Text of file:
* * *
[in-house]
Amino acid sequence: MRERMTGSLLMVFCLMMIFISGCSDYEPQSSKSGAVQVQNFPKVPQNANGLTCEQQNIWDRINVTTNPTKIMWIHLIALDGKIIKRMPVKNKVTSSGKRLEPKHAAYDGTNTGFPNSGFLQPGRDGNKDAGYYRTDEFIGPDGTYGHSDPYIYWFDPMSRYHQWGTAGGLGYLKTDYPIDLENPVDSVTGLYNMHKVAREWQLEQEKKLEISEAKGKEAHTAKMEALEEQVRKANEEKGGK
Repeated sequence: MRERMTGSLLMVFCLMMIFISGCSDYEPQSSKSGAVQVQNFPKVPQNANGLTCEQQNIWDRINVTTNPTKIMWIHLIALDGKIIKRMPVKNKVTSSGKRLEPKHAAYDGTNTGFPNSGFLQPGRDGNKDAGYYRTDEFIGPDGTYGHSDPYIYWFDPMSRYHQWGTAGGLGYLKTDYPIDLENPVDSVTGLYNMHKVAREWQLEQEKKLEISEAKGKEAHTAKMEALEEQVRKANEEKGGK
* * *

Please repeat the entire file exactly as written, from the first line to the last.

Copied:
[in-house]
Amino acid sequence: MRERMTGSLLMVFCLMMIFISGCSDYEPQSSKSGAVQVQNFPKVPQNANGLTCEQQNIWDRINVTTNPTKIMWIHLIALDGKIIKRMPVKNKVTSSGKRLEPKHAAYDGTNTGFPNSGFLQPGRDGNKDAGYYRTDEFIGPDGTYGHSDPYIYWFDPMSRYHQWGTAGGLGYLKTDYPIDLENPVDSVTGLYNMHKVAREWQLEQEKKLEISEAKGKEAHTAKMEALEEQVRKANEEKGGK
Repeated sequence: MRERMTGSLLMVFCLMMIFISGCSDYEPQSSKSGAVQVQNFPKVPQNANGLTCEQQNIWDRINVTTNPTKIMWIHLIALDGKIIKRMPVKNKVTSSGKRLEPKHAAYDGTNTGFPNSGFLQPGRDGNKDAGYYRTDEFIGPDGTYGHSDPYIYWFDPMSRYHQWGTAGGLGYLKTDYPIDLENPVDSVTGLYNMHKVAREWQLEQEKKLEISEAKGKEAHTAKMEALEEQVRKANEEKGGK